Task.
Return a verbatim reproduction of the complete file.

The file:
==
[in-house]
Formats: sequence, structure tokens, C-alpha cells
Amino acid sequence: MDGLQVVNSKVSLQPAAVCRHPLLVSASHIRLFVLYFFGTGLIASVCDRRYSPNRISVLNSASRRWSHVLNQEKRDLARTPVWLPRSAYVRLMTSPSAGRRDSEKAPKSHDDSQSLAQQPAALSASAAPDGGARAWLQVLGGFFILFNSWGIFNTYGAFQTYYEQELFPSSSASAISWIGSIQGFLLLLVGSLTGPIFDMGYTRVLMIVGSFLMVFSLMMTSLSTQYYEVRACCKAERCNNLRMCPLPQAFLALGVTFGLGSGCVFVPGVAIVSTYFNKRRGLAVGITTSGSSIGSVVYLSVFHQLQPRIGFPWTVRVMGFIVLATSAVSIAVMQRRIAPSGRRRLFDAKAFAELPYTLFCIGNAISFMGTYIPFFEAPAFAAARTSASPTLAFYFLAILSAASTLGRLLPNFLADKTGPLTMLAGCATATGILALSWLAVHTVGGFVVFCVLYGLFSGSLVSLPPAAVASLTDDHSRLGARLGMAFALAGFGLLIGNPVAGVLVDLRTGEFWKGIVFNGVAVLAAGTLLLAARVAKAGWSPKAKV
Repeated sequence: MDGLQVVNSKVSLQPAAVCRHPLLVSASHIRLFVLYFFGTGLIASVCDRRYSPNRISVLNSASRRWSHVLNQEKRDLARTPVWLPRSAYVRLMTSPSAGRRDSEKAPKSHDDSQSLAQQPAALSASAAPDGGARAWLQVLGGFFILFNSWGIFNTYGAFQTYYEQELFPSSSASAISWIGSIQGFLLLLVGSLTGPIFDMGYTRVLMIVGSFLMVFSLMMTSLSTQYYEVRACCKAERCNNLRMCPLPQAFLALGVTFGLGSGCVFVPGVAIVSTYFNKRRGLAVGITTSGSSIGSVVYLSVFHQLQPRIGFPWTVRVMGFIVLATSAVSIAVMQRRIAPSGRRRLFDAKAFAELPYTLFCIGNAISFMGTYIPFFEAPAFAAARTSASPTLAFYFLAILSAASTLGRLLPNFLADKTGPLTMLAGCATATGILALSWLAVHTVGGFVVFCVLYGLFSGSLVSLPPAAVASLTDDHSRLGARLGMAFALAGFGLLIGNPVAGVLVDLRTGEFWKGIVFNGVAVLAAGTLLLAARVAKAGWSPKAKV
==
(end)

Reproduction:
[in-house]
Formats: sequence, structure tokens, C-alpha cells
Amino acid sequence: MDGLQVVNSKVSLQPAAVCRHPLLVSASHIRLFVLYFFGTGLIASVCDRRYSPNRISVLNSASRRWSHVLNQEKRDLARTPVWLPRSAYVRLMTSPSAGRRDSEKAPKSHDDSQSLAQQPAALSASAAPDGGARAWLQVLGGFFILFNSWGIFNTYGAFQTYYEQELFPSSSASAISWIGSIQGFLLLLVGSLTGPIFDMGYTRVLMIVGSFLMVFSLMMTSLSTQYYEVRACCKAERCNNLRMCPLPQAFLALGVTFGLGSGCVFVPGVAIVSTYFNKRRGLAVGITTSGSSIGSVVYLSVFHQLQPRIGFPWTVRVMGFIVLATSAVSIAVMQRRIAPSGRRRLFDAKAFAELPYTLFCIGNAISFMGTYIPFFEAPAFAAARTSASPTLAFYFLAILSAASTLGRLLPNFLADKTGPLTMLAGCATATGILALSWLAVHTVGGFVVFCVLYGLFSGSLVSLPPAAVASLTDDHSRLGARLGMAFALAGFGLLIGNPVAGVLVDLRTGEFWKGIVFNGVAVLAAGTLLLAARVAKAGWSPKAKV
Repeated sequence: MDGLQVVNSKVSLQPAAVCRHPLLVSASHIRLFVLYFFGTGLIASVCDRRYSPNRISVLNSASRRWSHVLNQEKRDLARTPVWLPRSAYVRLMTSPSAGRRDSEKAPKSHDDSQSLAQQPAALSASAAPDGGARAWLQVLGGFFILFNSWGIFNTYGAFQTYYEQELFPSSSASAISWIGSIQGFLLLLVGSLTGPIFDMGYTRVLMIVGSFLMVFSLMMTSLSTQYYEVRACCKAERCNNLRMCPLPQAFLALGVTFGLGSGCVFVPGVAIVSTYFNKRRGLAVGITTSGSSIGSVVYLSVFHQLQPRIGFPWTVRVMGFIVLATSAVSIAVMQRRIAPSGRRRLFDAKAFAELPYTLFCIGNAISFMGTYIPFFEAPAFAAARTSASPTLAFYFLAILSAASTLGRLLPNFLADKTGPLTMLAGCATATGILALSWLAVHTVGGFVVFCVLYGLFSGSLVSLPPAAVASLTDDHSRLGARLGMAFALAGFGLLIGNPVAGVLVDLRTGEFWKGIVFNGVAVLAAGTLLLAARVAKAGWSPKAKV